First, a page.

“Geez,” I exhaled after she left skipping off to the kitchen to get our salads, “What’s the matter with the kids here? Nobody’s wearing body piercing. I don’t hear the ‘F’ word. The girls have their bellies covered and the guys are wearing pants that stay up.” I stared around warily, “Are we in the Twilight Zone?”

“Get used to it.” Carol snapped closed the little dessert book she’d been reading, undoubtedly discerning recipes for Bonzo Blueberry Pi. “This is the Midwest darling. The kids here say grace before meals. They have pep rallies where no one gets murdered. You’re not in New Jersey anymore.”

I was a little nostalgic let me tell you, for those murderous pep rallies. Fresh faced kids who obeyed all the rules made me nervous. I’d rather know the animal I’m dealing with. I could only hope as Bouncy Mary came hopping back to our table, pony tail swishing to the music, that she would find loud and crazy somewhere in her life.

The next day, Carol continued to educate me on life in the Midwest. We had a lot of time to waste watching highway so she determined that I needed a lesson on the proper name for all manner of livestock. This excruciating diatribe took place as we drove through Kansas, the Never Ending State.

“You think cows are cattle don’t you?” she queried, eying me suspiciously.

“Oh for God’s sake yes, of course I do jackass.”

“Well, you’re wrong my friend,” she gloated, as if I cared about the nomenclature for leather. “Ha. Very, very wrong.”

“Oh great. Do tell,” I said. It was 10:15 a.m. and we were in Kansas for the love of God. Talk about your personal hell.

“A cow, my friend, is a female. So is a heifer. Bulls and steer are guy cattle. Bulls have balls, steer don’t.”

“Wow, it always comes down to that, doesn’t it?” I asked.

“Can you just not make this about sex for once?” Carol responded. She was serious as a heart attack regarding this cow lecture so I sat up straighter and tried to be a good listener.

“Okay, all that leather is cattle,” I repeated. “Out of the four categories of cattle, three are ball-less. The bull is like a stallion. Cows or heifers are like mares in the horse world and steer are gelding, those poor guys who lose their testicles early on. See, it is all about sex. Why do we have to emasculate cattle and horses? Because left unchecked, all species would be running around getting laid all the time. Nothing would ever get done. I think it’s kind of the animal equivalent to our obsession with money,” I was on a roll. “If men didn’t have a reason to leave the house, why, I think they’d sit around all day whacking off, don’t you?”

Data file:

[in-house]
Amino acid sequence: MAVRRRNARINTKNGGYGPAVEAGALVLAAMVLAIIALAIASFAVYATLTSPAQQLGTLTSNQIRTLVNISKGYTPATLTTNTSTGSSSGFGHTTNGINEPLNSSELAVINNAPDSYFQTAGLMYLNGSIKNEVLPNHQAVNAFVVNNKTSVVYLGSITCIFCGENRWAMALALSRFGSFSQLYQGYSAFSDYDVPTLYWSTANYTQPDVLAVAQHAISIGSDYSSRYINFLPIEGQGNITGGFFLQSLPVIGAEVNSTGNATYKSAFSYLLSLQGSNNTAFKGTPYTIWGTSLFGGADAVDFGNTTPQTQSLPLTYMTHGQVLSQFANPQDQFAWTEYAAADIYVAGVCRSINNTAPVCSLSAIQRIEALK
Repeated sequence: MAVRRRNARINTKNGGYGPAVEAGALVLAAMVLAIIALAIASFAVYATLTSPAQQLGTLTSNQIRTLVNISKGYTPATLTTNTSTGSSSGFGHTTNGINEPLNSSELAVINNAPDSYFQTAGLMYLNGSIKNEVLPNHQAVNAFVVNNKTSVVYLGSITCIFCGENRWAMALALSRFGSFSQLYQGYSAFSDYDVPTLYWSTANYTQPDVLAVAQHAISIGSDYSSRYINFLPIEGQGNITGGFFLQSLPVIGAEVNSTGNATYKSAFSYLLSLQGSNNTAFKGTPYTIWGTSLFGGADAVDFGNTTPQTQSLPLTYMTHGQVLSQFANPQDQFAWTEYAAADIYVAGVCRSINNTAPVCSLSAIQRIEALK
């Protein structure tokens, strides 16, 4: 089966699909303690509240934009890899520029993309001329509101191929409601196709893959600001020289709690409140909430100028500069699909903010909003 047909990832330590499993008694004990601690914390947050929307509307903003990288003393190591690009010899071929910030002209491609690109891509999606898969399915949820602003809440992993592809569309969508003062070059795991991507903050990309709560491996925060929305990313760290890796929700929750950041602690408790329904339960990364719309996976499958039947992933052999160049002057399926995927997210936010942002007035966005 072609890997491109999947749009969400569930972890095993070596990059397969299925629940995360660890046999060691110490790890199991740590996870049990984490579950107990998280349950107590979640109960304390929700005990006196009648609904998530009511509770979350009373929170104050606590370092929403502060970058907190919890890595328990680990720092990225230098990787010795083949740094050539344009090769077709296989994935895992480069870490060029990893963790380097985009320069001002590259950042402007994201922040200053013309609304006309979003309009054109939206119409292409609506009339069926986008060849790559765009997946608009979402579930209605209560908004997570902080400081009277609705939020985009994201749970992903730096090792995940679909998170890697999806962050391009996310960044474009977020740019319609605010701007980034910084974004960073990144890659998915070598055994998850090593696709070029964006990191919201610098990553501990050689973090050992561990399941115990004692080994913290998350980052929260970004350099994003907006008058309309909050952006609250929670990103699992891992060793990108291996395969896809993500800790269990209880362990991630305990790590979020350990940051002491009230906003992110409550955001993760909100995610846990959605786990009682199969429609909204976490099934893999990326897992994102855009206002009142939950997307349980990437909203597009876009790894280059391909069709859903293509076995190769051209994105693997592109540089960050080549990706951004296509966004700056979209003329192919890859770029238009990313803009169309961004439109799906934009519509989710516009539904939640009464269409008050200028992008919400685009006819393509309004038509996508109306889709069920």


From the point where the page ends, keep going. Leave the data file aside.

Strapped in her little seatbelt, my lanky friend managed to turn full body towards me, jamming her spine against the door. She just stared at me until I had the heebie jeebies. I was a little worried about getting yelled at, because I had taken her lesson in animal husbandry and denigrated it into an indictment of all living things. I accelerated a little, thinking I could get through this god-forsaken Kansas a little quicker and then we wouldn’t have to talk about cows versus bulls anymore. But Carol was nonplussed by my conclusions. In fact, she was intrigued.

“I think men would whack off for a while,” she said thoughtfully, “And then go to the garage and do stuff with duct tape.”

Carol and I will no doubt go a long time without seeing each other. Neither one of us is a great phone talker and Carol has some intractable principal about not using e-mail so our communication will be sparse to say the least. But this I know: in six months or a year when we spend some time together somehow we will pick up exactly where we left off – best buddies forever, the same two friends who have been through birth, divorce, and death together. She is my wing man and I am her co-pilot. Like Thelma and Louise, we would drive off a cliff together if we had to, likely arguing the whole way down.

PHYLLIS COLETTA is a recovering litigation attorney, former high school teacher, current EMT, writer, erstwhile cowgirl, and soon-to-be Zen Buddhist chaplain. Her life has been full of adventure and her books are available at She raised three amazing sons as a single mom and now lives in the mountains of Colorado with her third and final husband, Cowboy Bob, and their dumb but faithful black lab, Chopper.